Notice & Comment

Maybe the IRS Is Complying with the Congressional Review Act After All, by Daniel Hemel

My co-blogger Andy Grewal asked in a post on Tuesday: “Why doesn’t the IRS comply with the Congressional Review Act?” My first thought on reading Andy’s post was: “Yeah, why doesn’t it?” My second thought was: “Maybe it does.”

The Congressional Review Act, passed in 1996, allows the House and Senate to block certain federal regulations from taking effect. The Act provides that:

Before a rule can take effect, the Federal agency promulgating such rule shall submit to each House of the Congress and to the Comptroller General a report containing—

(i) a copy of the rule;

(ii) a concise general statement relating to the rule, including whether it is a major rule; and

(iii) the proposed effective date of the rule.

5 U.S.C. § 801(a)(1)(A). The Act further provides that a “major rule” shall take effect no earlier than 60 days after the date on which Congress receives the agency’s report. If the House and Senate pass a joint resolution disapproving the rule, and if the resolution is signed by the President (or if the House and Senate override the President’s veto), then rule is null and void.

The Act defines “major rule” as follows:

The term “major rule” means any rule that the Administrator of the Office of Information and Regulatory Affairs of the Office of Management and Budget finds has resulted in or is likely to result in—

(A) an annual effect on the economy of $100,000,000 or more;

(B) a major increase in costs or prices for consumers, individual industries, Federal, State, or local government agencies, or geographic regions; or

(C) significant adverse effects on competition, employment, investment, productivity, innovation, or on the ability of United States-based enterprises to compete with foreign-based enterprises in domestic and export markets.

5 U.S.C. § 804(2).

The IRS is in the habit of deeming its rules “non-major,” ostensibly on the ground that “the effect of most IRS rules is due to the underlying statute, rather than to the regulation.” As Andy argues (and I agree), this is a dubious claim. Andy points to the example of the IRS rule on inversions and related transactions promulgated in April. The IRS deemed the rule “non-major” for purposes of the CRA even though, as Andy notes, the economic effect of the rule almost certainly exceeds the $100 million threshold.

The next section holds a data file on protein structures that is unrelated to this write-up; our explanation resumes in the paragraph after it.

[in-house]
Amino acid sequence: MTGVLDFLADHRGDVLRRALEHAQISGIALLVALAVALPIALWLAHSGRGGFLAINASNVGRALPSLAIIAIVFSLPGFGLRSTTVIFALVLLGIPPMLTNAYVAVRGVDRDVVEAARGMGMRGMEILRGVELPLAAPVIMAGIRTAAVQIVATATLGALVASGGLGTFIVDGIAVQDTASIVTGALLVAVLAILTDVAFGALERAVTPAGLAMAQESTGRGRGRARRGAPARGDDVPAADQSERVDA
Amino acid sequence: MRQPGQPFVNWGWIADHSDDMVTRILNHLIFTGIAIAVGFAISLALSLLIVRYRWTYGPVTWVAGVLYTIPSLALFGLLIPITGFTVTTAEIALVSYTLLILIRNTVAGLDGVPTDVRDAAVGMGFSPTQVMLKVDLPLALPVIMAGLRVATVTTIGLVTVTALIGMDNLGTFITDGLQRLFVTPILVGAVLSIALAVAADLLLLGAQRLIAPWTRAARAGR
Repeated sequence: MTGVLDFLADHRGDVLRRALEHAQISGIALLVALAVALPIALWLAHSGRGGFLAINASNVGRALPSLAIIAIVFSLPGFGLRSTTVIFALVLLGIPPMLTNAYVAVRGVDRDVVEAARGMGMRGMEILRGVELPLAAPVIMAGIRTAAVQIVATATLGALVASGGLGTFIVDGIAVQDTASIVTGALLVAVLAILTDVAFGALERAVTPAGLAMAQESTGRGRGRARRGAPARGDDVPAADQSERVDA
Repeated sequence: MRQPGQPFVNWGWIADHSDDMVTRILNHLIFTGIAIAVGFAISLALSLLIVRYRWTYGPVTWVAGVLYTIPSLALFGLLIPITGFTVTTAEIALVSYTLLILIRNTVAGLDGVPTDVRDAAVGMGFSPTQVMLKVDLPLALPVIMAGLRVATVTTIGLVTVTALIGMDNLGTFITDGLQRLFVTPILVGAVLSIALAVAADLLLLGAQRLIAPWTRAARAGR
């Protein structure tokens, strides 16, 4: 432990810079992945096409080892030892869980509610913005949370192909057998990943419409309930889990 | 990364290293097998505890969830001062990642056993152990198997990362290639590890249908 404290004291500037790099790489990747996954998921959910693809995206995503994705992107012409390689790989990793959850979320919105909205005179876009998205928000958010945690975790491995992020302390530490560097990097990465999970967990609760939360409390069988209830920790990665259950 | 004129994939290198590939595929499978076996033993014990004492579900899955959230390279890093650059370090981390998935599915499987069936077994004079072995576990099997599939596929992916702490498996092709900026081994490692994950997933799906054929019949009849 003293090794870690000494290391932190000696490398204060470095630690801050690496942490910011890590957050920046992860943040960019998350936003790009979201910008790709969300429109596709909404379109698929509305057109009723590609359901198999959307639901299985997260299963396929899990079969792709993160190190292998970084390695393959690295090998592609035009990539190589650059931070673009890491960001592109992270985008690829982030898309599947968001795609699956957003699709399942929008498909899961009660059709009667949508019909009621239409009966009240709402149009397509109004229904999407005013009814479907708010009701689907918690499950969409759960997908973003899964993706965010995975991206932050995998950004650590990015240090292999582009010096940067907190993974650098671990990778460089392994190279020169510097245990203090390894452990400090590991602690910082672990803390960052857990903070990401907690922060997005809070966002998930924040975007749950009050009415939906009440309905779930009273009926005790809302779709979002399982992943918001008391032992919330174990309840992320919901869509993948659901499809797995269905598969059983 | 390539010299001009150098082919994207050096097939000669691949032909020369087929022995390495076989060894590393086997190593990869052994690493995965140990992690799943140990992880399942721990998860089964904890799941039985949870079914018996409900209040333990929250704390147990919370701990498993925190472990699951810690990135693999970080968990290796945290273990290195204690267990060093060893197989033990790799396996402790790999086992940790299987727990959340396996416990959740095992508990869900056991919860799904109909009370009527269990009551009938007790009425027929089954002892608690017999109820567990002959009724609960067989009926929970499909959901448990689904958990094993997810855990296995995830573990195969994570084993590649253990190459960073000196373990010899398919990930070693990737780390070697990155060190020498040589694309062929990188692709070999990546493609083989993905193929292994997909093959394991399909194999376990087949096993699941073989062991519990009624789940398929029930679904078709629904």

But might the IRS be right that its regulations—even regulations such as the April 2016 inversions rule that aren’t “simply implementing a statute”—don’t qualify as “major rules” under the CRA? Look again at § 804(2). A rule is a “major rule” only if the OIRA Administrator “finds” that the rule will have an annual impact of at least $100 million (or will cause a major increase in prices or other significant adverse economic effects). Whether or not the inversions rule will have an impact on the economy greater than $100 million a year, the IRS is indisputably correct that the OIRA Administrator has made no finding to that effect. Put differently, the inversions rule is only “major” if the OIRA Administrator says so, and the OIRA Administrator hasn’t said so.

OK, then maybe it’s OIRA rather than the IRS that is violating the CRA. After all, the CRA tells OIRA to find that a rule is “major” if it is likely to result in an effect on the economy of at least $100 million a year, right? And OIRA has made no such finding with respect to the inversions rule or many other IRS rules that will indeed have an impact of that magnitude.

But does the CRA actually say that OIRA must find a rule to be “major” if the rule is likely to result in an annual effect on the economy of $100 million or more? Actually, no. The statute only specifies the consequences of such a finding.

This is a familiar problem in administrative law. A statute says: “If Official A makes a finding of X, then consequence Y follows.” And the question arises, “If X is true, does Official A need to make a finding to that effect?” Readers may remember an issue of this sort popping up in Massachusetts v. EPA .

I doubt that this familiar question will admit of a one-size-fits-all answer. And whatever the answer in the CRA context, I doubt it will come from a court. The CRA states that “[n]o determination, finding, action, or omission under this chapter shall be subject to judicial review.” 5 U.S.C. § 805. So if OIRA has omitted to make a finding that a rule is major, there is no recourse in litigation.

One might ask: If nothing in the CRA requires OIRA to make a finding as to whether a rule is “major,” then doesn’t that mean that the CRA is a nullity in practice? But we knew that already : Congress has blocked only one agency regulation using the CRA procedure since the Act’s passage 20 years ago. Perhaps some readers will conclude that we ought to have a more robust mechanism for congressional review of agency action (and there are perennial proposals to that end). But even so, that’s no reason to blame the IRS for following the letter of the law.

Print Friendly, PDF & Email